In a prestigious event, Donald MacGregor received an M.B.E from the Queen at Buckingham Palace! This was awarded "for services to the bus industry in north Essex" and recognised his hard work and the company's growth. In September, CJ Partridge of Hadleigh was also purchased. This came with 24 vehicles and included a major MOD contract to transport troops all over the country. All of the former Partridge fleet was moved to the new depot at Sudbury where it joined the former Norfolk's fleet.
Freemans Travel was taken over - its 6 strong fleet was moved from a rented site at Fordham to the main depot in Sudbury.
1996 saw a lot of change. A new depot at Gorse Lane Industrial Estate in Clacton was purchased off Dairy Crest. The engineering site at 14 Brunel Road was expanded to help meet the demands of a growing fleet. Walton and Tendring depots shut along with the C and R Coaches depot at Little Tey, and operations were merged at Kelvedon.
G. W Osbornes of Tollesbury was taken over. This was the biggest takeover in Hedingham's history. 25 vehicles and an impressive depot, used to house 55 buses under cover, was bought freehold. This gave Hedingham a large fleet of 132 vehicles, including 50 coaches. Additionally, a central administration office was opened at Dugard House in Stanway, Colchester. Now operating numerous routes out of 5 depots, the pressure was really on!
Hedingham won a big contract to transfer DFDS cruise passengers from Harwich into Colchester for shopping and day trips.
Hedingham invests in 6 new Enviro 200s for Clacton town services, putting the investment into Clacton.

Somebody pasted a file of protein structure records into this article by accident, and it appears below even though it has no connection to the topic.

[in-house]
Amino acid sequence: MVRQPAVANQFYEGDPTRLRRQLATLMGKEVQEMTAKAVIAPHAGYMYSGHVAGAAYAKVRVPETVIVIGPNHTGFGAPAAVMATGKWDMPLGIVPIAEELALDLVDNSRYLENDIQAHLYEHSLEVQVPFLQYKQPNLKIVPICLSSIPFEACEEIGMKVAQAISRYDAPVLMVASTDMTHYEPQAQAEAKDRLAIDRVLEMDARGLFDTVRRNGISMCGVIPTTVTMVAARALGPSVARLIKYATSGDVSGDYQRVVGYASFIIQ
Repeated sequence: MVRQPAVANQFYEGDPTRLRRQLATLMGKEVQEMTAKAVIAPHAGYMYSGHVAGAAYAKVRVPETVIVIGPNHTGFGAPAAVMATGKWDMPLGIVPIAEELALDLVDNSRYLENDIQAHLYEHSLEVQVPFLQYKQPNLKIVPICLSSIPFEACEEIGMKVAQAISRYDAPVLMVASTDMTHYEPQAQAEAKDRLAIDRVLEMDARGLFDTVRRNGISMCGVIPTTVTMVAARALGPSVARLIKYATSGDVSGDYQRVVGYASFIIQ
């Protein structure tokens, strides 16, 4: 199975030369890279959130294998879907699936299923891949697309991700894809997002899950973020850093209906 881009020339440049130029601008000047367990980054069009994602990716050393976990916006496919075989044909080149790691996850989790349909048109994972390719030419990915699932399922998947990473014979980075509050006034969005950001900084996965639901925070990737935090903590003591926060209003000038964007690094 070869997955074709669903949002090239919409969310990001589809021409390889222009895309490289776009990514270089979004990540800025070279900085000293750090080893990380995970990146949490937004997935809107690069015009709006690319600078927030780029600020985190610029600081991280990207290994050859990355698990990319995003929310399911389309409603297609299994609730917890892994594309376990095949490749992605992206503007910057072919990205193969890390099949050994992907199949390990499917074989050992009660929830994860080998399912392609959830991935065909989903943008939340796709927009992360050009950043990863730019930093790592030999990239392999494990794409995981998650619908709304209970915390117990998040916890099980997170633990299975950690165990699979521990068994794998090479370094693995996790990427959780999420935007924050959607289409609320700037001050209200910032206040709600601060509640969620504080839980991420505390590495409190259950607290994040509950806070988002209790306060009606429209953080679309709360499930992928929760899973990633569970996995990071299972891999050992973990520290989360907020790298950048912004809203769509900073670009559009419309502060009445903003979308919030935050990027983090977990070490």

Government "kick start funding" saw Essex County Council subside the new service 136 Jaywick - Brook Retail Park. Essex CC paid for half of a new bus for service. This bus, EU06KCX L346, is still in service to this day (March 2018)!
DFDS closed ferry services to and from Harwich and moved their operations to Hull. In the same year, the MOD ended the contract transporting troops around the country. The MOD purchased their own in-house bus fleet, operating from Colchester Garrison. The going starts to get tougher.
The year of the banking crisis saw local authority austerity hit Hedingham.
Hedingham and District Omnibuses sells to the GoAhead Group PLC and becomes part of Go East Anglia, and an exciting new era begins!
Robert MacGregor was born in November 1958 and has lived in Colchester nearly all his life. All his schooling was in Colchester and he qualified as a PE teacher in 1981. Before that he gained his PCV license working, part time as a driver for his father's bus company, Hedingham Omnibuses. Hedingham had one depot at Sible Hedingham which was dominated by his father Donald Macgregor, the owner and MD of the company. The life changing moment came when Hedingham purchased C and R Coaches based at Little Tey near Colchester. Robert MacGregor was put in charge and a love affair with the challenge of business began. Over the next 40 years he followed in his father's footsteps and became MD, and in 1995 he became the owner of Hedingham Omnibuses. Robert's wife of 36 years, Claire, worked at Dugard House for 16 years where she was in charge of the back office operation. There was to be no third generation at Hedingham with children James, Helen and Alison choosing careers outside the bus industry. In March 2012, Hedingham Omnibuses was sold to the Go-Ahead Group. Robert MacGregor continues to work for Hedingham as a part time driver who can provide local knowledge to the management. Robert is now a grandfather to Annabelle, now 5, who loves buses!